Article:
By Krista McCracken
This year marks the 30th anniversary of Science North in Sudbury, Ontario. The establishment of Science North is deeply rooted in the Sudbury community and represents a truly Northern approach to establishing a science centre. From the mid-1950s to the 1970s prominent community members in the Sudbury area were advocating for the establishment of a mining museum. Locally a shift occurred in the late 1970s when the community support moved toward the idea of a general science centre instead of an institution dedicated solely to geology or mining.
A large investment by Inco Limited in 1981 helped launch dreams of a science centre into a reality. This $5 million dollar capital donation to the project was the largest single corporate donation to a community project in Canada at the time. Following Inco’s donation other community organizations, individuals, and levels of government began to support the project. Science North opened to the public on June 19, 1984 and was officially opened by Queen Elizabeth II and Prince Philip on October 4, 1984. A summary of the Queen’s visit and an overview of some of the early exhibits at Science North can be seen here (PDF).
In addition to the idea of celebrating local mining Science North was seen as an opportunity to diversify the economy of Sudbury. The late 1970s and early 1980s had seen a number of mining strikes that had impacted huge portions of the community. Science North was viewed as a way to mend the relationship between Inco and community members while simultaneously attracting tourists and building something that the community could be proud of.
Those involved with planning of Science North realized early on that creating a mini-version of the Ontario Science Centre in Toronto wasn’t the way to inspire community support or create a viable tourist attraction. Science North was designed by Raymond Moriyama who also designed the Ontario Science Centre. But the architecture of Science North is unique and reflects its location in Northern Ontario. The building is comprised of two large hexagonal shapes placed on top of a rock crater. From above the connected hexagons look like a large snowflake. The architecture of the building reflects the geological history of the Sudbury Basin and the glacial past of the area.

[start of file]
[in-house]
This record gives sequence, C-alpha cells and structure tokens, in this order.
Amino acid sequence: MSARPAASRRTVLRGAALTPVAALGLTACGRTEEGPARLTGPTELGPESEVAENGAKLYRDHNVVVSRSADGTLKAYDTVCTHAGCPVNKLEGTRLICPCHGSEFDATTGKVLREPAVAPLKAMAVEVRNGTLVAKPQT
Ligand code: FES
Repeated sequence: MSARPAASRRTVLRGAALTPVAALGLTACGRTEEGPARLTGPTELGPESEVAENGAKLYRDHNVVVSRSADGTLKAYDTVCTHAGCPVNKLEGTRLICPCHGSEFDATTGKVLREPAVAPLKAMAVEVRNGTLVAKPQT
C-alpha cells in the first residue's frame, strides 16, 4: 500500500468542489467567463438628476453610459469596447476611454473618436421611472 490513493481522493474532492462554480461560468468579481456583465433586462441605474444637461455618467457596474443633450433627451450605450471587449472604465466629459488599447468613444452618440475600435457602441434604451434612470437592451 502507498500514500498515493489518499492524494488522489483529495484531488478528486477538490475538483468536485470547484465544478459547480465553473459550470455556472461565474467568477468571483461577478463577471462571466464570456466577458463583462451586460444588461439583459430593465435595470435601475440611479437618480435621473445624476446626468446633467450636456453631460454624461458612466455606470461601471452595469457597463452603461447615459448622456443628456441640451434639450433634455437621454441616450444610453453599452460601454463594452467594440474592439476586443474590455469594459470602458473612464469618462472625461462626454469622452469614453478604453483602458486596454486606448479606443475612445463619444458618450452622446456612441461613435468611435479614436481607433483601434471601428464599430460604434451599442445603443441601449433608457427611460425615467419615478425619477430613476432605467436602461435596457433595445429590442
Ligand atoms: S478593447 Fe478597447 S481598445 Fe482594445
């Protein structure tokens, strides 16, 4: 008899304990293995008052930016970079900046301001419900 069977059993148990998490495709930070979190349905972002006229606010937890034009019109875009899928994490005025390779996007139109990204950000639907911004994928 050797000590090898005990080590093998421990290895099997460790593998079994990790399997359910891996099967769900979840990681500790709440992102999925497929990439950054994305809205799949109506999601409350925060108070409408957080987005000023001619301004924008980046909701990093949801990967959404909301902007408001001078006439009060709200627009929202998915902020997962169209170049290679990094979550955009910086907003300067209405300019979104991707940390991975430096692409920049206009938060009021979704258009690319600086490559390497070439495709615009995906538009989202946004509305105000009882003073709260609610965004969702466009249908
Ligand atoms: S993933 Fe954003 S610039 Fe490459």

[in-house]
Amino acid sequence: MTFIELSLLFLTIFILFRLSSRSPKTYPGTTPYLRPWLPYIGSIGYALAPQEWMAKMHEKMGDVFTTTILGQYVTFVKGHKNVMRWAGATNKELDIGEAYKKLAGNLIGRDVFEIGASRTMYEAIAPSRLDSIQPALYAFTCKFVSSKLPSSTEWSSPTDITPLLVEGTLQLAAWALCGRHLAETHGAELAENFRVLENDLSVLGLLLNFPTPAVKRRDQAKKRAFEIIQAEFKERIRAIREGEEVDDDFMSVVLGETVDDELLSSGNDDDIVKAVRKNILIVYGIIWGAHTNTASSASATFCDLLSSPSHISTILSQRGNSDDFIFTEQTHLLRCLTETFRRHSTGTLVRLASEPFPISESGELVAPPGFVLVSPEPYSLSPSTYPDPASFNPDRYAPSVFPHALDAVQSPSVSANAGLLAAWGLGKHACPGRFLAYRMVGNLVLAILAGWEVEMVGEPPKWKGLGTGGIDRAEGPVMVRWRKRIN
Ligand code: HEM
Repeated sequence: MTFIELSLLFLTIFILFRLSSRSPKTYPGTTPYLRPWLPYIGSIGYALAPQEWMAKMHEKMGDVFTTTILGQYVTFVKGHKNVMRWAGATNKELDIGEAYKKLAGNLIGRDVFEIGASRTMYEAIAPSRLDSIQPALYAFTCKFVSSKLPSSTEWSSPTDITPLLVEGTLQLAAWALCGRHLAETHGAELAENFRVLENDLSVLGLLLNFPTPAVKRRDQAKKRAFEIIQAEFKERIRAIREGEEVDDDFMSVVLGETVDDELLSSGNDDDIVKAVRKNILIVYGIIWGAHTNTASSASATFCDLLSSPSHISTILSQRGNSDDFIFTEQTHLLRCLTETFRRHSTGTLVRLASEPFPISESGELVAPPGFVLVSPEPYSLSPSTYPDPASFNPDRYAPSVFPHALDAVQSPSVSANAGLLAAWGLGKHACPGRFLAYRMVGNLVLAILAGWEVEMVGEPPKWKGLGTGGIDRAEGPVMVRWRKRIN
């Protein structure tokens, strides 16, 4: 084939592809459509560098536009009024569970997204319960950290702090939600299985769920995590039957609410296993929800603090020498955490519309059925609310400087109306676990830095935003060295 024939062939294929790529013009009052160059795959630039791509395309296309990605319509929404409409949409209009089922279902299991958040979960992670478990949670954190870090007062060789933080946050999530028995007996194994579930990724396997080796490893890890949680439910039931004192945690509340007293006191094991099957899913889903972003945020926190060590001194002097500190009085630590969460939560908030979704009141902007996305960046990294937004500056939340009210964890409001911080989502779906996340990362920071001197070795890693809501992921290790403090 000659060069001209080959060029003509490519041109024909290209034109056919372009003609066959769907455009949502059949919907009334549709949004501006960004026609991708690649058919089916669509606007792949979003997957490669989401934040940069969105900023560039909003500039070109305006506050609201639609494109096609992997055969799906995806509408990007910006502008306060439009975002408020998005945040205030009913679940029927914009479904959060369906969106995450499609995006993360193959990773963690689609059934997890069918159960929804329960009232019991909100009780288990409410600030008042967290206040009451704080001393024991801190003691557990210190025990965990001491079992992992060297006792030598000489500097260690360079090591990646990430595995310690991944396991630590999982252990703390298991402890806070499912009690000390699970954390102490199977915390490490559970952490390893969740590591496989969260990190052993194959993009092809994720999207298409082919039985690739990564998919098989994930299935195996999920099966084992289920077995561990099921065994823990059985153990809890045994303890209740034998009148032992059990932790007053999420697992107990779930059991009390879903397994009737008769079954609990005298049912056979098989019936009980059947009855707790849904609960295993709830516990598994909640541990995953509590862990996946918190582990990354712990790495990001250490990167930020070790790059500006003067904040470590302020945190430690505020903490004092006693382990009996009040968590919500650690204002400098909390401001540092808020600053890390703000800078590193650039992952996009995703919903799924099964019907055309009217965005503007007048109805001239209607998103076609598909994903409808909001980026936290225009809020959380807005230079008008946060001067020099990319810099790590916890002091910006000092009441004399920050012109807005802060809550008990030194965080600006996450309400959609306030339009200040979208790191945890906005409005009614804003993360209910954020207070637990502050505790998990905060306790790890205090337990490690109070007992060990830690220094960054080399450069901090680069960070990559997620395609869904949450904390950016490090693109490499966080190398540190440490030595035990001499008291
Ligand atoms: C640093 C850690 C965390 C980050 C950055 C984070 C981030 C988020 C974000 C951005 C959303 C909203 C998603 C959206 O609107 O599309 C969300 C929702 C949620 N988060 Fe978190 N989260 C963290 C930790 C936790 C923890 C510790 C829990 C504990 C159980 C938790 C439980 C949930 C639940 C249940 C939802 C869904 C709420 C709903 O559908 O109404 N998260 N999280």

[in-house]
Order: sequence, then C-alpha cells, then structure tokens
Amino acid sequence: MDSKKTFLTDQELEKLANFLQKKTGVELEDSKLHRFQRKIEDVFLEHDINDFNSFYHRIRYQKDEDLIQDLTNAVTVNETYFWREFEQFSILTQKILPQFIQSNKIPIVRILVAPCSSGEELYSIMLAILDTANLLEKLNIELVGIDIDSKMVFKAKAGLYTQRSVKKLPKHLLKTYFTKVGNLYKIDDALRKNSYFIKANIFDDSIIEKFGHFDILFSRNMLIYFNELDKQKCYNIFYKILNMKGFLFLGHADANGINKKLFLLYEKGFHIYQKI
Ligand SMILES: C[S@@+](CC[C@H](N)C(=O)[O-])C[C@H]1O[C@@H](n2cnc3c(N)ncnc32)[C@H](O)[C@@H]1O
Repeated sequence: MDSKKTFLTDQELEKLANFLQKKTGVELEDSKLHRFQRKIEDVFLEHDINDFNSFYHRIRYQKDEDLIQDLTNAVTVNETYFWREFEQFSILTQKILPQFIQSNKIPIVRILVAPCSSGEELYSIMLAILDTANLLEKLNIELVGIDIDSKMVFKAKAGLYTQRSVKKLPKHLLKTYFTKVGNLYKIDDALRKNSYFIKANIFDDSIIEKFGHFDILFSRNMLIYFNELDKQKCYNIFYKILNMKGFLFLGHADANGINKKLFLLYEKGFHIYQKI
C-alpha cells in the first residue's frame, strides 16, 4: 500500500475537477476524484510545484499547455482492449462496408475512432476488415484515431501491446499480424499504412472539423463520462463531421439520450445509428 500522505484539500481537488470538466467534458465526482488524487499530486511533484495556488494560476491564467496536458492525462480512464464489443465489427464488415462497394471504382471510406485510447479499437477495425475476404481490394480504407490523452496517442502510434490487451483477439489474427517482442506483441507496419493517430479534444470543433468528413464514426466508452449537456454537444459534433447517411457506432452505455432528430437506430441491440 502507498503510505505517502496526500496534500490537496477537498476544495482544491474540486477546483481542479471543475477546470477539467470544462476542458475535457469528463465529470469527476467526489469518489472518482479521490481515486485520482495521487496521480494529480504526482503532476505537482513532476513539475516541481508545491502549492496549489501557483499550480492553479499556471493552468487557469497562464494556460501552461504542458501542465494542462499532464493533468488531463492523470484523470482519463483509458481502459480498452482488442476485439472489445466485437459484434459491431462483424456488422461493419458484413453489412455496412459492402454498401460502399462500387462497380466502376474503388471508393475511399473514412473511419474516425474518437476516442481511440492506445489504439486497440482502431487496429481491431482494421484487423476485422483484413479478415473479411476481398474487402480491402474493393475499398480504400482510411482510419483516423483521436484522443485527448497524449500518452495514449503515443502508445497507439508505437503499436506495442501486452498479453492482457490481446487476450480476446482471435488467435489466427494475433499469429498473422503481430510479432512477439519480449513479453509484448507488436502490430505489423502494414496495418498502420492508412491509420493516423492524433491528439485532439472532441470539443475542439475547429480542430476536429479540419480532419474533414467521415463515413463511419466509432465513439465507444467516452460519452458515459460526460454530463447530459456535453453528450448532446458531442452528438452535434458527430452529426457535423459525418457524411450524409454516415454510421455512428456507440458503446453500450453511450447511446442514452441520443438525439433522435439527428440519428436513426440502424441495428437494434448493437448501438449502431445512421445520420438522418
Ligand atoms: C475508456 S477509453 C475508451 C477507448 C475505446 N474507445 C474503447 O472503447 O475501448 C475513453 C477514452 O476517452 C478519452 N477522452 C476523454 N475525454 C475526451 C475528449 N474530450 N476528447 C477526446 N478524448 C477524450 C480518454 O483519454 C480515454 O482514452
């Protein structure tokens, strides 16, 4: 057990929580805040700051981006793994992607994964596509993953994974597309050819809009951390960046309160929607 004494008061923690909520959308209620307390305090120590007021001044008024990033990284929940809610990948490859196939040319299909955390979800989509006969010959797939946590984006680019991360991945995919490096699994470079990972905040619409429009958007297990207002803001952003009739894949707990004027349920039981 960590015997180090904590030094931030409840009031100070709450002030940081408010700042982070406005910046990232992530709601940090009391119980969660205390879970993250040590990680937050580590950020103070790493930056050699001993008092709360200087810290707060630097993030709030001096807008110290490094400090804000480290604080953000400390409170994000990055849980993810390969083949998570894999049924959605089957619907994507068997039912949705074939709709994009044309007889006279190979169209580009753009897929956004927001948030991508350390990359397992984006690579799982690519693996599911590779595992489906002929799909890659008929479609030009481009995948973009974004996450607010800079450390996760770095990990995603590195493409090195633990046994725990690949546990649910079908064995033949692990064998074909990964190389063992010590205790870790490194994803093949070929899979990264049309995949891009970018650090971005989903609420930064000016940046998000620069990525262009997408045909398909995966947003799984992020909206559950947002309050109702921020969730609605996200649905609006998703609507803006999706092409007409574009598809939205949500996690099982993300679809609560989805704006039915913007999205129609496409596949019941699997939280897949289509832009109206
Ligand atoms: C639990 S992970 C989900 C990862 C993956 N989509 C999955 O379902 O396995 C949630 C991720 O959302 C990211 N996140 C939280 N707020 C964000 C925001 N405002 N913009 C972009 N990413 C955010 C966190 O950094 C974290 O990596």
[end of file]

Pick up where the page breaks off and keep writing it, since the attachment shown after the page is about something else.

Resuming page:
Science North has been a pioneer in its approach to management and interpretation of exhibits at a science centre. From its inception the organization has been firmly committed to making science accessible and placing an emphasis on human interaction. Science North pioneered the idea of “bluecoats” or front line staff dedicated to interacting with patrons. According project manager Dave Pearson, the original reason for the bluecoats was that the fourth floor of exhibits wasn’t completed at the time of opening. In an attempt to hide the incomplete nature of the floor they placed lots of staff in the area to talk to visitors and start conversations about science. The bluecoats have become a well-known part of Science North and are a model that has been replicated in science centres around the world.
Science North also has a long history of community outreach and Northern Ontario focused programming. For example, the Northern Garden, the Fossil Table, Legends of the Great Lakes, Arctic Voices, and the Vale Cavern all northern focused in their programming and design. The main pathway to the exhibit area at Science North takes visitors through a tunnel cut into a naturally occurring rock formation. The exposed rock that makes up the walkway speaks to the geological past of Sudbury and Science North’s connection to its location in Northern Ontario.
Science North has also strived to extend its community outreach beyond Sudbury. There is a Science North satellite location in Thunder Bay that has an emphasis on education programming. The organization also offers summer science camps in 28 communities across Northern Ontario. The off-site science camp program has been running since 1987 and involves children from communities of all sizes. The summer camp service is a boon to smaller communities that don’t have the resources or population size to operate their own summer day camps. Additionally the Science en Route Outreach Program travels to schools and communities to bring science to students who live in Northern Ontario. All of these outreach programs have helped connect Science North to communities across Northern Ontario and highlight the community invested nature of the organization.
The 2011 census listed Greater Sudbury as having a population of 160,274 people, making it the 29th largest municipality in Canada. Despite numerous cities being more populated Science North is Canada’s second largest science centre. The organization is deeply invested in its local community and has become a point of pride for many Northern Ontario residents. This community driven project originally designed to teach the public about mining has been transformed into an institution dedicated to generating conversations and community interest in science.
Krista McCracken is a Researcher/Curator at the Shingwauk Residential Schools Centre, Algoma University. She is a co-editor at ActiveHistory.ca